By Chris Gumprich. (Originally posted August 22, 2005)

The easy part was over. I was "back in business" as a self-publisher, with one hundred copies of my new mini-comic, Ace Fedora: Private Eye, hot off the presses, ready for sale. It was time to apply what I had learned from the disastrous attempts to get Evening Shift (and the previous mini Recriminations) into stores.

Now, I knew that some of the Evening Shift lessons would not apply to a short-run mini. For one thing, there was no point in approaching Diamond for distribution - they carry very, very, very few mini-comics, and will probably turn you down sight unseen unless they've heard of you. The major backorder distributor, Cold Cut, is a little more receptive to minis, but would not be likely to take the risk (and certain financial loss) on one mini. No, it figured to be a waste of time trying to find someone else to do the distribution for me - I'd be better off doing it myself.

The question was: who do I contact? The number of stores which stock any independent titles were few, the ones who would stock minis from a non-local artist fewer. I had managed to place Recriminations with one (count 'em, one!) web-based review site-slash-store, but didn't sell a single copy. Still, a year had passed since then, I knew the market somewhat better, and knew where to look to find others. I selected five stores - four that had a solid reputation as mini-friendly, and one Canadian store that supported local artists. (Strictly speaking, I wasn't "local," but I thought that being Canadian counted for something.) Copies were sent, and I waited for the orders to come rolling in.

And waited.

And waited.

Nothing. No orders. No rejections. Not even an acknowledgement.

Discouraged, but not defeated, I re-evaluated my store selection process. A number of stores had been crossed off my original contact list because they only carried minis produced locally. What if I turned that around, and contacted some of the local stores to see if they would be interested?

Why not? Because then I would have to face my biggest fear, the phobia which stopped me from self-distributing Evening Shift. I would have to make cold calls, risking rejection and heartbreak by attempting to sell directly, face-to-face over the phone.

I still carried a lump in my throat from the whole Evening Shift distribution debacle. Even then, I knew that the reason for my failure was me. Was I willing to go through that again? Spend the next five years staring at unsold copies of Ace Fedora, knowing that I didn't make sufficient effort to sell them - all because I was too scared to use the phone?

There was another way.

If I can't work up the nerve to use the telephone, I would just have to go to the stores in person.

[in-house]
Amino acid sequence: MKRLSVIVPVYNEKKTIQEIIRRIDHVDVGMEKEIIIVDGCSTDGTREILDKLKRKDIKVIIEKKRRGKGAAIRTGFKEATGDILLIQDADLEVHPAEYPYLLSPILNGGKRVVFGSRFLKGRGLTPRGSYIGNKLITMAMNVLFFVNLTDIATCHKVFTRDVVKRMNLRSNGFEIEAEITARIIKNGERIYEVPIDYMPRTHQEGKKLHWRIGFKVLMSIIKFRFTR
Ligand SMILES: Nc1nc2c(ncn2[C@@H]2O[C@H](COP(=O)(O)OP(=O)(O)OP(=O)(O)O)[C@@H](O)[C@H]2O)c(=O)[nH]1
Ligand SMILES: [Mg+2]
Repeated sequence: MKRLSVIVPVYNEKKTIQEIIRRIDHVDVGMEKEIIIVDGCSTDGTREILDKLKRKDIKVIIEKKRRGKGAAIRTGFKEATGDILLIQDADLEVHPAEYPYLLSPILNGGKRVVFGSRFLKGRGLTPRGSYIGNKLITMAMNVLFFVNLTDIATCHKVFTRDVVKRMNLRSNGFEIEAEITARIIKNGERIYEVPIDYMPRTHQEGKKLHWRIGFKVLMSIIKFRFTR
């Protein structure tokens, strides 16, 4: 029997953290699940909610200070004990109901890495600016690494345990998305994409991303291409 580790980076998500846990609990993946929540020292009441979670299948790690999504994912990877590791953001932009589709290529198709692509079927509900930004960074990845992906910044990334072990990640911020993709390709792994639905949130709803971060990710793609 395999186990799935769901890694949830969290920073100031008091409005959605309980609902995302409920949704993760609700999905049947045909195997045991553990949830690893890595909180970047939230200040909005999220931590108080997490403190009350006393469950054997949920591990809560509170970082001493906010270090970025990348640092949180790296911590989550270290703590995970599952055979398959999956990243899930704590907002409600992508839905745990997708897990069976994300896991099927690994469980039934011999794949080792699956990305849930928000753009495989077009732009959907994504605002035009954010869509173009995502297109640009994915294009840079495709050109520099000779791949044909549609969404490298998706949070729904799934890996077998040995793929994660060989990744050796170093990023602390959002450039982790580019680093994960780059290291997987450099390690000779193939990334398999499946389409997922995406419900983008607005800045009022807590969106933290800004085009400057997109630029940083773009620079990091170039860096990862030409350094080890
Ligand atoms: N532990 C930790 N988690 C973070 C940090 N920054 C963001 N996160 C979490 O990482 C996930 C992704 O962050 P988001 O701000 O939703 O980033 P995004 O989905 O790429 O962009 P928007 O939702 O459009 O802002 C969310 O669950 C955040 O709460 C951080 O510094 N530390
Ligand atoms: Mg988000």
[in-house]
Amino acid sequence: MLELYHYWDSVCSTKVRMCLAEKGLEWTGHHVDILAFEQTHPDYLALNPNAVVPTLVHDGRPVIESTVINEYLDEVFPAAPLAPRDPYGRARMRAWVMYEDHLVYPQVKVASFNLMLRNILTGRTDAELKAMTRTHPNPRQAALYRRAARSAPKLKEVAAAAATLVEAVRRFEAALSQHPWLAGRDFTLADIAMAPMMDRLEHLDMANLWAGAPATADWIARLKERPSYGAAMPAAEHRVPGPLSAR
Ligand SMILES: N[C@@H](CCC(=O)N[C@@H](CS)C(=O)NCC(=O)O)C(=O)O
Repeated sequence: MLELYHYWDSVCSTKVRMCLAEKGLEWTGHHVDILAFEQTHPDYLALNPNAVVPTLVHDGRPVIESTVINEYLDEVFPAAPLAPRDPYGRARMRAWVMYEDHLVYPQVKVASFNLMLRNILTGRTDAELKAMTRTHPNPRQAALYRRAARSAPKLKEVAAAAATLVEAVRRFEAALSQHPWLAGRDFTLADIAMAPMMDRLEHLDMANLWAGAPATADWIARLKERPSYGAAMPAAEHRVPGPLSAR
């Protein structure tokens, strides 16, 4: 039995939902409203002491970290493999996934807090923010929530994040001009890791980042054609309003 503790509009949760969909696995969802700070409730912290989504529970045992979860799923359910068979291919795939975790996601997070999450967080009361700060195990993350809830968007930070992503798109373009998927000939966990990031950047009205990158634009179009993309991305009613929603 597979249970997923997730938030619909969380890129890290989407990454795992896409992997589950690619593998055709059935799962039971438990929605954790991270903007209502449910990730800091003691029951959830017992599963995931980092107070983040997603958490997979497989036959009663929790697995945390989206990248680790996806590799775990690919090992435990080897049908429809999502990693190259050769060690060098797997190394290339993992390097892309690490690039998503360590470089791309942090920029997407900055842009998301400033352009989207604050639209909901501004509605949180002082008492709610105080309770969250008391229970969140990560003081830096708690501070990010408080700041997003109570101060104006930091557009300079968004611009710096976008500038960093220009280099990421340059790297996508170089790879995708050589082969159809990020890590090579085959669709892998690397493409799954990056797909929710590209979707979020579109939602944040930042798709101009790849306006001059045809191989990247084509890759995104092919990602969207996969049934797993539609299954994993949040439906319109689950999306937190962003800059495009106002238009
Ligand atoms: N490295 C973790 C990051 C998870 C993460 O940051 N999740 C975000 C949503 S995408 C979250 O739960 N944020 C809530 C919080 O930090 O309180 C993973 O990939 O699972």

But not without a plan.

Getting the easiest part (ha) out of the way first, I booked a day off of work. Because of some upcoming deadlines, I had to pick a Wednesday - which turned out to be my biggest mistake. I was smart enough not to hit the stores on New Comic Day (which up here is Thursday), but I didn't realize that most of the owners are not in the stores on Wednesdays.

I made a list of stores to hit - all ones that I was familiar with, as I happened to be familiar with almost all of the stores in town. I selected five stores in the downtown area, all within walking distance of one another. Some of them were indy-friendly, some weren't. Nothing ventured, nothing gained. and if nothing else, it gave me an excuse to buy a bunch of comics.

Not all of my planned stops were comic stores. Because the subject matter of Fedora was not in line with the standard public perception of a "comic book story," I planned a stop at a local coffee shop/independent bookstore that was on record as being a strong supporter of local arts. It was a chance to reach to an audience outside of traditional comic fans.

With the list in hand, I prepared sample packets for each store - an introductory cover letter, personalized to each store (and to the manager, if I could find out their names), and copies of Fedora and, if I hadn't previously sent them a copy, Evening Shift. I was ready to go selling.

But could I handle the rejection? The preparations were made, but I could back out at any time - and knowing me, I would. As usual, I was wracked with doubts, and came very close to tossing everything in the recycling bin and walking away.

"What am I doing," I asked myself. "Who do I think I'm kidding? I've sent this book to five major stores in the States, and not one of them thought I was good enough to carry. Why should I put myself through this?"

How do you know they didn't think you were good enough? Maybe you should check their websites - maybe they're carrying you, and just forgot to send the email.

All right, fine. A quick web search will lay to rest that particular doubt. And sure enough, none of the first four stores so much as mentioned Fedora. The fifth, a major store in Chicago, listed Ace Fedora: Private Eye - by Chris Gumprich -- on their order form. Right above ACME Novelty Library. There I was, rubbing virtual shoulders with one of the giants of independent comics.

It was the shot of confidence I needed. Next week, I'm knocking on doors.

Chris Gumprich writes comics and other stuff. His self-publishing credits include the full-sized EVENING SHIFT (released 2004) and two mini-comics, RECRIMINATIONS and ACE FEDORA, with a new mini scheduled for release later this year. A new column appears every Monday at the Isotope Virtual Lounge.